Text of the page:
China's Virus Numbers Left Out a Lot of People Who Tested Positive

Xie Huanchi/Xinhua via AP

In this photo released by China’s Xinhua News Agency, Chinese President Xi Jinping talks by video with patients and medical workers at the Huoshenshan Hospital in Wuhan in central China’s Hubei Province, Tuesday, March 10, 2020. China’s president visited the center of the global virus outbreak Tuesday as Italy began a sweeping nationwide travel ban and people worldwide braced for the possibility of recession. For most people, the new coronavirus causes only mild or moderate symptoms, such as fever and cough. For some, especially older adults and people with existing health problems, it can cause more severe illness, including pneumonia. (Xie Huanchi/Xinhua via AP)


We really can’t say enough about how much China has hurt people with their lying over the virus.

They lied to start with, trying to cover-up the virus, punishing the doctors who found it and/or talked about it, disappeared the journalists who tried to report on it (and we still don’t know what happened to them) and even told The WHO as late as Jan. 14 that the virus wasn’t yet known to be contagious, despite knowing it was and already having hundreds of cases.

Those falsehood allowed people to leave the Wuhan area and go all over the world.

But that’s not the only false or inaccurate information they’ve put out there.

Turns out they haven’t been quite accurate as to their number of virus cases.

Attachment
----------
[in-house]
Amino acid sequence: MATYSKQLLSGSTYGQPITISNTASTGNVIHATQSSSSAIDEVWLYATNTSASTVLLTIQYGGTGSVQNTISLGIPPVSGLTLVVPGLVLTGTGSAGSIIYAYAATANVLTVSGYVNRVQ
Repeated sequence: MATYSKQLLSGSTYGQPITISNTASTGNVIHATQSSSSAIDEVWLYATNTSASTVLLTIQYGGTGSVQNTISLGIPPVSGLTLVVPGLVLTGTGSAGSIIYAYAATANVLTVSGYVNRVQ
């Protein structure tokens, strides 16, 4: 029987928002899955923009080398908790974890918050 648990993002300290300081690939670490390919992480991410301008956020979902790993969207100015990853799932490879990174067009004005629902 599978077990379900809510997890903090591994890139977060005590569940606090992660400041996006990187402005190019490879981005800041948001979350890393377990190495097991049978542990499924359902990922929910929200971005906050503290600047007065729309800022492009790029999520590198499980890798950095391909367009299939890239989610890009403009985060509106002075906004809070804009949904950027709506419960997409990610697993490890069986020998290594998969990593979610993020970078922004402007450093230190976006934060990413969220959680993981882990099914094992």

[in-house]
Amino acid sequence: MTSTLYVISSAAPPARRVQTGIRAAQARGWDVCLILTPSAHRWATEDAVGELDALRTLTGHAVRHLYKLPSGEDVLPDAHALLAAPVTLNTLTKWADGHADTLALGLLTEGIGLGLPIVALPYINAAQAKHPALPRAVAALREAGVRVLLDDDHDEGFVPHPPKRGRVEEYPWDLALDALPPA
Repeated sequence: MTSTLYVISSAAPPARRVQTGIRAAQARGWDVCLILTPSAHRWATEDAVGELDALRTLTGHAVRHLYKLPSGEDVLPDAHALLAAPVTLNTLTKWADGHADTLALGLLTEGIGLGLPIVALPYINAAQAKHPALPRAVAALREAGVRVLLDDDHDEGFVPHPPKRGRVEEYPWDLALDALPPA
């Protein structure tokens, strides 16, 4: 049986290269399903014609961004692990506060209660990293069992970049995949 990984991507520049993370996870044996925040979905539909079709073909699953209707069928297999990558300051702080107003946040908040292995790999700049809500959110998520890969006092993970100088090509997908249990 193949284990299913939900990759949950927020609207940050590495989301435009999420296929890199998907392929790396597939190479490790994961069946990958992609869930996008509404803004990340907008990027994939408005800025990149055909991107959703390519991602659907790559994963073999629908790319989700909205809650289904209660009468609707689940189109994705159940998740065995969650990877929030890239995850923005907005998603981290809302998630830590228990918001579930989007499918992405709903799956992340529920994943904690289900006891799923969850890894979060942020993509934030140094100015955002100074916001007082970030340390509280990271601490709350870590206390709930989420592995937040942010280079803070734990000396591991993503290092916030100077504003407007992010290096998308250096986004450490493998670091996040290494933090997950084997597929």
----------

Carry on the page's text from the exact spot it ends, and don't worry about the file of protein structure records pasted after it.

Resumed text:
Turns out that they left out of their count the folks who tested positive but showed no symptoms or “delayed” symptoms.

According to the South China Post who saw classified Chinese documents, that that was more than 43,000 people by the end of February.

In other words, their numbers upon which people of the world were postulating approaches and solutions were once again, false.

More than 43,000 people in China had tested positive for Covid-19 by the end of February but had no immediate symptoms, a condition typically known as asymptomatic, according to the data. They were placed in quarantine and monitored but were not included in the official tally of confirmed cases, which stood at about 80,000 at the time.

The Who classifies anyone who testifies positive as a confirmed case. The U.S. of course classes anyone who tests positive as a confirmed case.


So does it surprise anyone why China’s “cases” suddenly miraculously dropped in February on the graphs?

No wonder the U.S. has “more cases,” we’re more honest in recording the results.

But the Chinese government changed its classification guidelines on February 7, counting only those patients with symptoms as confirmed cases.

China will now start reporting on asymptomatic coronavirus cases that have been confirmed in the mainland starting April 1, according to an official from the National Health Commission and that all those cases will be centrally quarantined for 14 days, according to Reuters.

Paging the liberal media who have been beating us up for having the most cases and defending China. Will they be reporting this across their networks?



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